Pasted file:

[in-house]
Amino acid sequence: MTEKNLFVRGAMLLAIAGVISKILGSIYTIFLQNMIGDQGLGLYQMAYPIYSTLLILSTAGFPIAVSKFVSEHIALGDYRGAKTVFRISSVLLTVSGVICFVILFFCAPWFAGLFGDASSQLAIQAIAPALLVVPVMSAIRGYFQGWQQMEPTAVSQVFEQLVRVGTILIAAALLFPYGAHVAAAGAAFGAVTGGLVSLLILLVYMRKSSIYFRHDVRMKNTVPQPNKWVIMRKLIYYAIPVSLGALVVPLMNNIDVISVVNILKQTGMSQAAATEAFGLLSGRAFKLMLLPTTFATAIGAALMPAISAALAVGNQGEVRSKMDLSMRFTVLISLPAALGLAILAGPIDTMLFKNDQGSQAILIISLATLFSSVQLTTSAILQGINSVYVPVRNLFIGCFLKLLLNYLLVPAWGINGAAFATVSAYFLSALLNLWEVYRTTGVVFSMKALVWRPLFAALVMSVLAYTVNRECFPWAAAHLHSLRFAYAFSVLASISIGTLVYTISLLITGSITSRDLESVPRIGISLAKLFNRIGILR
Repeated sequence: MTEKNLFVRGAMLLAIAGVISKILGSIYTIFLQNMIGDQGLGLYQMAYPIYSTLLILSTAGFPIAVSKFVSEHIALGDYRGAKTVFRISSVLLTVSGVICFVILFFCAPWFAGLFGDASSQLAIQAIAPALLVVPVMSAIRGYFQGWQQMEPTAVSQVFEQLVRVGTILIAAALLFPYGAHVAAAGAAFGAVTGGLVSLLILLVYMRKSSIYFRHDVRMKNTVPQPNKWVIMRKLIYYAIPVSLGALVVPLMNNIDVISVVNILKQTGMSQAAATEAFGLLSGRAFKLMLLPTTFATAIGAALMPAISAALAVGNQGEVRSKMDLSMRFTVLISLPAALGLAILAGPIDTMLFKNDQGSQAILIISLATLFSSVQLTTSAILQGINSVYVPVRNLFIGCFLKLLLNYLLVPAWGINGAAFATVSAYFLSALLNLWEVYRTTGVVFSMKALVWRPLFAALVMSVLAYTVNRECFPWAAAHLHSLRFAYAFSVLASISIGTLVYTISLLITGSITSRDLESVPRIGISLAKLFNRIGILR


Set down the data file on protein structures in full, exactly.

[in-house]
Amino acid sequence: MTEKNLFVRGAMLLAIAGVISKILGSIYTIFLQNMIGDQGLGLYQMAYPIYSTLLILSTAGFPIAVSKFVSEHIALGDYRGAKTVFRISSVLLTVSGVICFVILFFCAPWFAGLFGDASSQLAIQAIAPALLVVPVMSAIRGYFQGWQQMEPTAVSQVFEQLVRVGTILIAAALLFPYGAHVAAAGAAFGAVTGGLVSLLILLVYMRKSSIYFRHDVRMKNTVPQPNKWVIMRKLIYYAIPVSLGALVVPLMNNIDVISVVNILKQTGMSQAAATEAFGLLSGRAFKLMLLPTTFATAIGAALMPAISAALAVGNQGEVRSKMDLSMRFTVLISLPAALGLAILAGPIDTMLFKNDQGSQAILIISLATLFSSVQLTTSAILQGINSVYVPVRNLFIGCFLKLLLNYLLVPAWGINGAAFATVSAYFLSALLNLWEVYRTTGVVFSMKALVWRPLFAALVMSVLAYTVNRECFPWAAAHLHSLRFAYAFSVLASISIGTLVYTISLLITGSITSRDLESVPRIGISLAKLFNRIGILR
Repeated sequence: MTEKNLFVRGAMLLAIAGVISKILGSIYTIFLQNMIGDQGLGLYQMAYPIYSTLLILSTAGFPIAVSKFVSEHIALGDYRGAKTVFRISSVLLTVSGVICFVILFFCAPWFAGLFGDASSQLAIQAIAPALLVVPVMSAIRGYFQGWQQMEPTAVSQVFEQLVRVGTILIAAALLFPYGAHVAAAGAAFGAVTGGLVSLLILLVYMRKSSIYFRHDVRMKNTVPQPNKWVIMRKLIYYAIPVSLGALVVPLMNNIDVISVVNILKQTGMSQAAATEAFGLLSGRAFKLMLLPTTFATAIGAALMPAISAALAVGNQGEVRSKMDLSMRFTVLISLPAALGLAILAGPIDTMLFKNDQGSQAILIISLATLFSSVQLTTSAILQGINSVYVPVRNLFIGCFLKLLLNYLLVPAWGINGAAFATVSAYFLSALLNLWEVYRTTGVVFSMKALVWRPLFAALVMSVLAYTVNRECFPWAAAHLHSLRFAYAFSVLASISIGTLVYTISLLITGSITSRDLESVPRIGISLAKLFNRIGILR